Major Sandeep: Remembering the braveheart martyred during 26/11 attacksLast updated on Nov 28, 2017, 02:26 pm
"I don't want to die an ordinary death. When I go, the whole nation will remember me." These were Major Sandeep Unnikrishnan's words to his father.
Eerily, this prophecy came true. 31-year old Sandeep faced his end, fighting terrorists single-handedly, during 26/11 Mumbai attacks.
On his 9th death anniversary, let's remember Sandeep who laid his life, so we could live in peace.
As a young boy, Sandeep wanted to join the army
Sandeep was born on March 15, 1977 to ISRO officer K. Unnikrishnan and Dhanalakshmi in Kerala. The family later shifted to Bengaluru, where Sandeep did his schooling from.
From the beginning, Sandeep was focused about joining the Army. He even attended school sporting a crew cut.
Peers and teachers remember Sandeep as a good athlete, who also excelled at quizzes, debates and academics.
Sandeep fulfilled his childhood dream, began serving the Indian Army
Sandeep cleared his National Defence Academy (NDA) written examination in 1995.
Interestingly, after the medical examination, due to his tall and lanky frame, Sandeep was told he was 6-8kgs underweight. He immediately took corrective actions to be deemed medically fit.
Sandeep was a part of the Oscar Squadron (No. 4 Battalion) and graduated with Bachelor of Arts degree from NDA's 94th course.
Sandeep was selected for the elite National Security Guards service
Sandeep served in the Indian Army in J&K and Rajasthan during counter-insurgencies. Incidentally, Sandeep also led a six-soldier team during the 1999 Kargil war. As part of Operation Vijay, he established forward posts in the face of heavy firing.
Subsequently, he was selected for NSG. After finishing his training, he was assigned to the Special Action Group (SAG) in 2007.
On 26/11, Sandeep entered Taj with his team
On 26th November, 2008, the 100-year old Taj Mahal Palace Hotel, Mumbai was attacked by terrorists, among other iconic buildings in the city.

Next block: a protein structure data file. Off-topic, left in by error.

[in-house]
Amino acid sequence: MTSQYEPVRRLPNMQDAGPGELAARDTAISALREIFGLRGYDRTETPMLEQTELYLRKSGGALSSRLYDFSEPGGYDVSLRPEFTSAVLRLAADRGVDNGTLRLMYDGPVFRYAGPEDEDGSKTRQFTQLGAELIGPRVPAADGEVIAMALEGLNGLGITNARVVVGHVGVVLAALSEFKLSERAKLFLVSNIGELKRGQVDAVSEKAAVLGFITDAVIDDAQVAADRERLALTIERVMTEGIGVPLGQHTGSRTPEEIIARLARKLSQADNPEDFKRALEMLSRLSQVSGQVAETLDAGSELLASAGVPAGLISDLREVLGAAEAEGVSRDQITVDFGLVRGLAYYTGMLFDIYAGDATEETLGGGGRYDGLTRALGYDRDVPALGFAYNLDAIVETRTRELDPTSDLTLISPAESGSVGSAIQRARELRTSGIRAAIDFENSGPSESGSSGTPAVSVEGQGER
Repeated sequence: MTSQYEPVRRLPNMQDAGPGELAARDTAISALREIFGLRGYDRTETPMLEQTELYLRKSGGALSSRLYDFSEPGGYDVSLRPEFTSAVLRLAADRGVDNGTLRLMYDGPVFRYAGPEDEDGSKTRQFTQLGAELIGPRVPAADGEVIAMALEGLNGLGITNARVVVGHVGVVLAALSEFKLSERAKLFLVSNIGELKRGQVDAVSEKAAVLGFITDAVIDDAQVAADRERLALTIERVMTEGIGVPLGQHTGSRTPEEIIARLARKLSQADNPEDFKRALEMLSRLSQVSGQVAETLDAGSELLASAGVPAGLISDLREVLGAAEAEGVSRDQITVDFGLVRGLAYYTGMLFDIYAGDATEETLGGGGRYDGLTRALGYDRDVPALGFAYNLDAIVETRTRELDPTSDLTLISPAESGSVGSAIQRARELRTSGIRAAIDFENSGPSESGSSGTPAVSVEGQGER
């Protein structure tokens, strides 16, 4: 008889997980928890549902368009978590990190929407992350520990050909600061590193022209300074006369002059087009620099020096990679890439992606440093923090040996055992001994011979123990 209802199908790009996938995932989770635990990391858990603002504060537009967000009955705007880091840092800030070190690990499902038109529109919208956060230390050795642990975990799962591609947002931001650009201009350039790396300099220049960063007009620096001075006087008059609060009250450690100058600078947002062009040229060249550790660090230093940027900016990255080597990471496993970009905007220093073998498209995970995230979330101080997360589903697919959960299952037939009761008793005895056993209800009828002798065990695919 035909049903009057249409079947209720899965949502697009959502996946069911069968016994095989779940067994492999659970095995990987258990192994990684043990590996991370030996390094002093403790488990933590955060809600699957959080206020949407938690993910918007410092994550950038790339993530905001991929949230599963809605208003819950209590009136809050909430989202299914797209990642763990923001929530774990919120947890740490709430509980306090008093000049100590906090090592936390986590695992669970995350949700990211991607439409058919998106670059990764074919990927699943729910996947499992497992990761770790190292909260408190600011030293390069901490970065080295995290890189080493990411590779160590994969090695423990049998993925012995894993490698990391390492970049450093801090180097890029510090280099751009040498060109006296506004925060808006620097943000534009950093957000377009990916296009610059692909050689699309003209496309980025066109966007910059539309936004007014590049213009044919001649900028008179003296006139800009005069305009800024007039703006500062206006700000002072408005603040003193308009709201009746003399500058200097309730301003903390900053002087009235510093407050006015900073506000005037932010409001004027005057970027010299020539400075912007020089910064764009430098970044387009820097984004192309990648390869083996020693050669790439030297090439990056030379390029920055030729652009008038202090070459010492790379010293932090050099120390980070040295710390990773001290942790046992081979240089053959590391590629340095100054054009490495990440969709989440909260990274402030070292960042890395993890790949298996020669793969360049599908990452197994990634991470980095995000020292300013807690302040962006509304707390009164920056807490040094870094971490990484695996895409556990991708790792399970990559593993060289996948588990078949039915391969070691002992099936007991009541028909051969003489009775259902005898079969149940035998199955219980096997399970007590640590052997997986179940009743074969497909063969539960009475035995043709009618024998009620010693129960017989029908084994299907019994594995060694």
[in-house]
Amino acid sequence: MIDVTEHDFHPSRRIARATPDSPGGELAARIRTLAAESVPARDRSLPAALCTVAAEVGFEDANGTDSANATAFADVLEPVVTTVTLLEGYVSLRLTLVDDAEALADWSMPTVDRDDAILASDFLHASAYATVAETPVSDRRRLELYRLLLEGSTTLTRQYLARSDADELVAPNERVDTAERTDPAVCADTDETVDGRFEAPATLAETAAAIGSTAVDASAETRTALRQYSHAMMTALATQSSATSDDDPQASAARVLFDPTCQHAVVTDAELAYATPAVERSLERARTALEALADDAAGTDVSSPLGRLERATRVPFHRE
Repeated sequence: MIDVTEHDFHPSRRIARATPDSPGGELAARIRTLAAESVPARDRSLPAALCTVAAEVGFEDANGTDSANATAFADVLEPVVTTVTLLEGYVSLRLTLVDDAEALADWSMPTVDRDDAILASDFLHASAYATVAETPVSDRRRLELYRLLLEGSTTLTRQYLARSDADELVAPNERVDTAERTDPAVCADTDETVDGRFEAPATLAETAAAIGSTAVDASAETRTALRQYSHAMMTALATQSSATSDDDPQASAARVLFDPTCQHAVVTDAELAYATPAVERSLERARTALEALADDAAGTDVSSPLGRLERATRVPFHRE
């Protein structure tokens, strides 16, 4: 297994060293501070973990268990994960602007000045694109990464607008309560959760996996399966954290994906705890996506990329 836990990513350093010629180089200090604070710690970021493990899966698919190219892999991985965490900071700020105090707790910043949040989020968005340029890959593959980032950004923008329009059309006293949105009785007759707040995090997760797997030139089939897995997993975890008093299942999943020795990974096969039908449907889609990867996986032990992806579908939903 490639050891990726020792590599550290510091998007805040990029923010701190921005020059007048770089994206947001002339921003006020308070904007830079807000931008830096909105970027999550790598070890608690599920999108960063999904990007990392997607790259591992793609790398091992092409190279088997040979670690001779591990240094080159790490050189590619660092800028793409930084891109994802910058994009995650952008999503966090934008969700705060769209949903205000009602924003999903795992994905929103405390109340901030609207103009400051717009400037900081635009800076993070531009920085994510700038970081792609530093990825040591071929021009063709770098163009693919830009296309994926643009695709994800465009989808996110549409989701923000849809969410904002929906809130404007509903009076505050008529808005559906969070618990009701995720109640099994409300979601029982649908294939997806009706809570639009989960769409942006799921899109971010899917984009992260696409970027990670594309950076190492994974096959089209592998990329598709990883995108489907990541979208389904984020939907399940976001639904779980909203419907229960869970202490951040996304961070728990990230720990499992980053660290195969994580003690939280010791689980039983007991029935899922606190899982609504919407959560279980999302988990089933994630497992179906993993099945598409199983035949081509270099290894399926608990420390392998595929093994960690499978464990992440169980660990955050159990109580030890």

Sandeep entered the Taj as team commander of 51 SAG deployed to rescue the hostages.
The commandos reached the sixth floor using the staircase. They reached a door which wouldn't open with the master key. Thus, they broke down the door.
Sandeep ensured that his injured colleague was taken to safety
After pushing the door, they charged a grenade. Post a second of deafening silence, bullets were fired.
The 20-25 year old terrorist carried an AK-47 and wore a vest of grenades.
Commando Sunil Kumar Yadav was wounded in the ensuing gun-fight. Sandeep dragged him to safety and asked commando Babu Lal to take him back for first aid.
"Do not come up, I will handle them"
Until then, in the 9-hour search, this team had rescued 14 hostages.
Now, Sandeep ventured ahead unaccompanied. His last statement to his team was "Do not come up, I will handle them." He had already sustained an arm injury.
However, in the subsequent encounter, Sandeep was shot in the back; he later succumbed to his injuries.
Meanwhile, he had managed to wound a terrorist.
How do family, friends and colleagues remember Sandeep?
Sandeep's friends recall him as being "selfless, generous, calm and composed."
NSG commandos Rajvir Singh and Sunil Yadav say they owe their life to him.
For the unparalleled bravery shown by him during "Operation Black Tornado," Sandeep was posthumously awarded the Ashoka Chakra.
Today, NSG commandos remember their "best buddy" and parents, their brave son. We, as his fellow citizens, salute Sandeep's great spirit!